In my estimation, even though Paul made his case to the church in Galatia writing about Jesus versus the law, what Paul was really getting at is that the Church…is…one, and so the church should be united in the ONE thing we should agree on – which is our confession that Jesus is the Christ. When it comes to being Christians, NOTHING else matters. When it comes to who’s in the Church and who’s out, nothing else matters. When it comes to whether or not we can sit around a table with each other, nothing else matters.
This table thing, it probably doesn’t sound like such a big deal to you, to us. We live in a different time, a different place, and we have a VERY different culture. We live in a society in which we’re encouraged to sit down at a table and share a meal with…ANYBODY.
There is a great burger joint in Fort Worth, Texas, a place called Kincaids, a place that so many patrons declare has the best burgers in Texas…which is saying something. When you order a burger at Kincaids and decide to eat-in, you can’t go to a little table with 2, 4, or 6 chairs to eat at with just your family or close friends. At Kincaids, there are just a few long tables with long bench seats. At Kincaids, you eat next to whoever else arrived right before you and right after you. The same is true for my favorite barbecue place in Texas, a place called Rudy’s in Leon Springs, just northwest of San Antonio. There aren’t individual tables, just great big long picnic tables where everyone sits down and eats together like they’re at a great big backyard barbecue.
Y’all, Kincaids and Rudy’s are metaphors for our society, for our great big melting pot of a country, where everyone gathers together and dines with whoever happens to be there. Which is GREAT. But which WAS NOT the case back in the time of Jesus. Especially for God’s people. In Jesus’ time, God’s people the Jews only ate with other Jews, other circumcised people, other people who followed the Jewish laws and were part of the family of God. According to my research, to eat with someone was considered an act of what is called “intimate relating,” and most Jews felt it was forbidden to do this kind of thing with Gentiles. WE hardly think of eating with someone as intimately relating, but this has not always been the case.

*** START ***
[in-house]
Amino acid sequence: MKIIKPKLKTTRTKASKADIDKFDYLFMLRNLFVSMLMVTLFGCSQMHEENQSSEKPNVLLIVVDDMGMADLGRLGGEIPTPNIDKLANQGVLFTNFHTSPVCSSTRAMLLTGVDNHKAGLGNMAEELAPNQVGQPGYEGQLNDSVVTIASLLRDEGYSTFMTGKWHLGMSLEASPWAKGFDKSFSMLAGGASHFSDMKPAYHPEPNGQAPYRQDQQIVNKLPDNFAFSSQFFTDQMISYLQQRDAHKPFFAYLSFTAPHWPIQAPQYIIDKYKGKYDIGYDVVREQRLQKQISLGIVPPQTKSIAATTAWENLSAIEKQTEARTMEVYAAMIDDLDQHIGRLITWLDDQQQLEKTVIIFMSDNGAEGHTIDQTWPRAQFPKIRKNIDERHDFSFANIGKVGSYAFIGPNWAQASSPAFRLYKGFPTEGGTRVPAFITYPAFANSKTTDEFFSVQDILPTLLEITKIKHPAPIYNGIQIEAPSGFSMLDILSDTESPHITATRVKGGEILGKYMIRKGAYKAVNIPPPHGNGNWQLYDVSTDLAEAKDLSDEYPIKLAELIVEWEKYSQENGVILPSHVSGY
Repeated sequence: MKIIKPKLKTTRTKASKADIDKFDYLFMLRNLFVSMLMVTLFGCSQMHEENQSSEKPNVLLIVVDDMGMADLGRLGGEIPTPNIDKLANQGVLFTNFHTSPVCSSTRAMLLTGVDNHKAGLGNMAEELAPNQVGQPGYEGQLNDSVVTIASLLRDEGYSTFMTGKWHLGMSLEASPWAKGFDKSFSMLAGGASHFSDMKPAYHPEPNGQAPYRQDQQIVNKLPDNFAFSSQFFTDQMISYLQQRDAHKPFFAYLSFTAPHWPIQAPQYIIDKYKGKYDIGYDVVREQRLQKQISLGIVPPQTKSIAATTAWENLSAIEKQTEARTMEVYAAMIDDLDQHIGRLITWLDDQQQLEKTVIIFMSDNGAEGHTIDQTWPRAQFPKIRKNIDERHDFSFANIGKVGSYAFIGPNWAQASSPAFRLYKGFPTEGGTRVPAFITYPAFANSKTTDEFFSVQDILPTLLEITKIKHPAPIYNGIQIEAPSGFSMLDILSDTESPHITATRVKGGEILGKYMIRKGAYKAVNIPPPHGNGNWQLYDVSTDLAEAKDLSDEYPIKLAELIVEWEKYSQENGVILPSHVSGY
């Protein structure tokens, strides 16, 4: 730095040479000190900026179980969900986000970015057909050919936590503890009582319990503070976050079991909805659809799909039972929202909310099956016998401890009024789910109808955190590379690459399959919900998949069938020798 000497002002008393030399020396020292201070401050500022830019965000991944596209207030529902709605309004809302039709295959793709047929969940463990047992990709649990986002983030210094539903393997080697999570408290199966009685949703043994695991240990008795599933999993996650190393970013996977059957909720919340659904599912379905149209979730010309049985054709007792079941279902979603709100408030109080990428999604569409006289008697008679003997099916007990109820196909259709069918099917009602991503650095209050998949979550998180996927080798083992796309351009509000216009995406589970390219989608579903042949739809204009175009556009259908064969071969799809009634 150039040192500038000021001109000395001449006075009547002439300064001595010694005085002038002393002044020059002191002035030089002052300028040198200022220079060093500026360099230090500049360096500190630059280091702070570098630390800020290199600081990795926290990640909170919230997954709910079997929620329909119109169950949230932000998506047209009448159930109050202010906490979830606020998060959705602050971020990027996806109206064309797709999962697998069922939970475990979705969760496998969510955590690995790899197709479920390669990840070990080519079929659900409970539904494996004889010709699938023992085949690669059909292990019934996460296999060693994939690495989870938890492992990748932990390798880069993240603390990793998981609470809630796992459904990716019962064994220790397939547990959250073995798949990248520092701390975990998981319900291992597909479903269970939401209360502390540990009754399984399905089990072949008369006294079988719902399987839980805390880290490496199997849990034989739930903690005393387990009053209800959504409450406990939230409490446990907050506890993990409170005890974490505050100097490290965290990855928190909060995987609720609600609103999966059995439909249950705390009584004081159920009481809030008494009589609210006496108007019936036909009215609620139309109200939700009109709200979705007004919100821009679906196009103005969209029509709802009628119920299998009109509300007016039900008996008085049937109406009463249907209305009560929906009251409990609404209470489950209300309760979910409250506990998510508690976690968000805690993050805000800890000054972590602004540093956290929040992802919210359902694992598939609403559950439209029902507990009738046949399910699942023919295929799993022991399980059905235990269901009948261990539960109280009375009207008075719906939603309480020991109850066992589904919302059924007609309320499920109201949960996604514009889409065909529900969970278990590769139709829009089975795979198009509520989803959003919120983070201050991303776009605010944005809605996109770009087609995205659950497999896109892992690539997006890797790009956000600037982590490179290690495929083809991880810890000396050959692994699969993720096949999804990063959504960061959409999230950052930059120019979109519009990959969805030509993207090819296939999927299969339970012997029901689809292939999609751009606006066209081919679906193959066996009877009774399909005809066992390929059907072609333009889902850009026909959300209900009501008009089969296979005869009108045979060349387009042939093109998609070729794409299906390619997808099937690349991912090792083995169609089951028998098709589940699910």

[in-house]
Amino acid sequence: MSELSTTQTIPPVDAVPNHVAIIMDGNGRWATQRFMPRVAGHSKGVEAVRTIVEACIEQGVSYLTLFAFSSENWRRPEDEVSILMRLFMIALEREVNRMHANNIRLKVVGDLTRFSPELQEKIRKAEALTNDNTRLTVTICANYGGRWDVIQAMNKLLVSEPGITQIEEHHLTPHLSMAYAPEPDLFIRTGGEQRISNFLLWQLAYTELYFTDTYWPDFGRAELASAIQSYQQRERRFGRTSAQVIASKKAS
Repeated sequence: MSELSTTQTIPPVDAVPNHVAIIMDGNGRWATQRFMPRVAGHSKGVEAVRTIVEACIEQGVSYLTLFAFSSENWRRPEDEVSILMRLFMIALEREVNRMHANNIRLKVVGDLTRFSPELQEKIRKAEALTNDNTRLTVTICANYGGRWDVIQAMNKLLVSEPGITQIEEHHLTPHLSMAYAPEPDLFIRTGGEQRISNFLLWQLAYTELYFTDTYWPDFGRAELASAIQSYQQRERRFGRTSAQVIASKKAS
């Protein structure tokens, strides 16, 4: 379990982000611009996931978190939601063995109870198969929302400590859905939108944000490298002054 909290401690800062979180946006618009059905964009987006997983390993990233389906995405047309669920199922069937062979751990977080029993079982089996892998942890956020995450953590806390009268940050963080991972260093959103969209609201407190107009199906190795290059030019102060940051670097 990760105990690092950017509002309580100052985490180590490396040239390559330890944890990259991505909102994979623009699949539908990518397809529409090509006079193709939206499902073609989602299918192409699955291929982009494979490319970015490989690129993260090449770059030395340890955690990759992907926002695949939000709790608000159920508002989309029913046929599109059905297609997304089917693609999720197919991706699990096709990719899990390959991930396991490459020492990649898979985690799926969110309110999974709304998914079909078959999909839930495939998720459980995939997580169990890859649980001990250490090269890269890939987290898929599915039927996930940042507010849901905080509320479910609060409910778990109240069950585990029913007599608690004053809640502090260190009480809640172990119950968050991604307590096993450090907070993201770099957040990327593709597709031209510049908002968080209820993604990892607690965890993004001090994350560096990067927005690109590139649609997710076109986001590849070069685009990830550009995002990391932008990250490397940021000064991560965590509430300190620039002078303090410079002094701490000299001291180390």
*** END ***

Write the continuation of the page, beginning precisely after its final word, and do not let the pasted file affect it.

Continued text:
SO…let’s use this notion of “intimate relating” as our standard. If eating at a table with someone constitutes “intimate relating”, should we be able to say with confidence that we would, that we SHOULD, eat at the table with all others who seek to follow Christ?
Y’all, that’s what this is about. It’s about whether we metaphorically – sometimes even literally – eat at ONE table with other Christians or whether we demand that there be not ONE table but 2, 4, 8, 64, or even a million different tables…and only Christians who are like-minded in EVERY way can dine together.
To be sure, there are a great many DIVISIONS within Christianity. The great variety of Christian denominations is the direct result of DIVISION, and look around at all the different denominations:
- Lutherans – and there’s even more than ONE kind of Lutheranism, a quick online search reveals more than 50 DIFFERENT kinds of Lutherans;
- Baptists – which we tend to think of as including groups like the Southern Baptists and American Baptists, but a quick online search reveals more than 100 different subdivisions with the group of Christians called Baptists;
- Anabaptists, Methodists, Pentecostals, Evangelicals, Millerites, and So MANY OTHERS, each and everyone containing a great number of what are known as sub-denominations; y;all, I’ve just begun scratching the SURFACE of protestant denominations; and, believe me, there are a great many Christians outside of what we call protestantism;
And, you might wonder, WHY are there so many different denominations and sub-denominations? WHY are there so many divisions within the CHURCH?